After nearly 100 years, a new genus of shipworm has been discovered by scientists.
Researchers from the University of the Philippines, Northeastern University, Drexel University and University of Utah found the new genus and species off the coast of Balayan Bay in the province of Batangas, Philippines. The large bay is part of the Verde Island Passage, considered to be the center of global marine biodiversity and is the richest area in Coral Triangle that covers six tropical countries.
They named the genus Tamilokus for “tamilok,” the local term for shipworm, and the species “mabinia” after Mabini, the town where the specimens were collected.
The new genus and species were revealed using integrative taxonomy studies that brought together perspectives from the fields of biology, ecology, morphology, anatomy and genetics. Micro-computed tomography scans helped researchers find unique distinctive high value characters of Tamilokus mabinia. The tool gave very high-resolution images in three dimensions that allowed the team to explore the internal structure of the organisms without having to slice and damage their tissues.The specimens were contrasted and compared with other shipworm genera holotypes held in the collection of Harvard Zoological Museum.
According to the paper published in PeerJ in early February, a combination of characteristics differentiates Tamilokus mabinia from previously named genera and species, but it may be easily distinguished from the rest based on the structure of its pallet. Unlike other genera, Tamilokus mabinia has a simple triangular cup-shaped pallet and thick ovate stalk. The pallets are the two small plates located at the tail,near the pair of tubes or siphons through which water passes. The shape of the pallet is important in identifying the species of shipworms. Researchers also mentioned the posterior position of the stomach as the most striking feature of the new genus.This position of the stomach is found only in Tamilokus. Furthermore, Tamilokus has a characteristic structure absent in other genera, which the authors call the “cephaliccollar.”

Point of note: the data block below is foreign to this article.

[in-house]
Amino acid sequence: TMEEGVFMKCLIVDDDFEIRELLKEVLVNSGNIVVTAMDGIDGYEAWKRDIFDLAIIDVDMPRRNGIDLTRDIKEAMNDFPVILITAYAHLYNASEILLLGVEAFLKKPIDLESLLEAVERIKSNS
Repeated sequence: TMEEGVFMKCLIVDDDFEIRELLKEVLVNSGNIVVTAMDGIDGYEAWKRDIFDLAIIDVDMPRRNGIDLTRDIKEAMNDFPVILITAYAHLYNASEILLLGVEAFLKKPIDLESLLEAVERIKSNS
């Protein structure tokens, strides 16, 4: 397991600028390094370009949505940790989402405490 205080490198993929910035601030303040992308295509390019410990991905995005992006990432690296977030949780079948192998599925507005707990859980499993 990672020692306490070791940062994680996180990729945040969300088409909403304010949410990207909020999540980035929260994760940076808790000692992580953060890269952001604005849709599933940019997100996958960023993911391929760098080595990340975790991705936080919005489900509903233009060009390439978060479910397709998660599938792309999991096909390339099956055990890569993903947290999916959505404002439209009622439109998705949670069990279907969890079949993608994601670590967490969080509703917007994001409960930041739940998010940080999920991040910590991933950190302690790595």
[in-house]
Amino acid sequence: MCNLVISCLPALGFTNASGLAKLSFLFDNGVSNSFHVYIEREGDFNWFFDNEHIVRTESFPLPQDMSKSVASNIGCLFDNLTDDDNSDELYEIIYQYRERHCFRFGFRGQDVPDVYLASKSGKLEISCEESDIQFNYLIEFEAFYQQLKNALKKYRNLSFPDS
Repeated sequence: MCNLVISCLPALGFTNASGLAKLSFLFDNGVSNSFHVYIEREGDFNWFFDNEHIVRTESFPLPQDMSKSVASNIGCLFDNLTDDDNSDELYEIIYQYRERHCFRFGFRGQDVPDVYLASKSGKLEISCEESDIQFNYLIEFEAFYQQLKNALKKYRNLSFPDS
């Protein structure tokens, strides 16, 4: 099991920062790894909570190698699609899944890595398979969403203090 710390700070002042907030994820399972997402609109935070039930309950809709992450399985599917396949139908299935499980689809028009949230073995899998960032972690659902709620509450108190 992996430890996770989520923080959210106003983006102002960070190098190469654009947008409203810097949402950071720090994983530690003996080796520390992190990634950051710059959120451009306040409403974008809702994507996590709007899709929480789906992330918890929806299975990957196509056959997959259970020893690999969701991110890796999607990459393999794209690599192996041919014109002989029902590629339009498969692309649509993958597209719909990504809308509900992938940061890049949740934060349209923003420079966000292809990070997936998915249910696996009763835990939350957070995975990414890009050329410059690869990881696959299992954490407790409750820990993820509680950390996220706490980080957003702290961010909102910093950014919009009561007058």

Despite their worm-like bodies, shipworms are, in fact, clams that belong to Teredinidae,a group of wood-boring and wood-feeding marine bivalves. They are major agents in mangrove and other marine ecosystems, transferring energy from the terrestrial environment to the marine environment. Shipworms harbor bacteria in their gills that produce a suite of enzymes that break down cellulose from wood. This,in turn, is converted into energy and nutrients. Shipworms are also known for their economic impact, with their ability to destroy wooden piers, jetties, wharfs and fishing structures. Around the world, these “termites of the sea” cause billions of dollars in damage to coastal structures every year.
In 2017, an international team that included marine scientists from the University of the Philippines reported the presence of living giant shipworms, the first living specimens of the mysterious creature, in the Philippines.
The article originally appeared in the May-July 2019 issue of QSWOW News.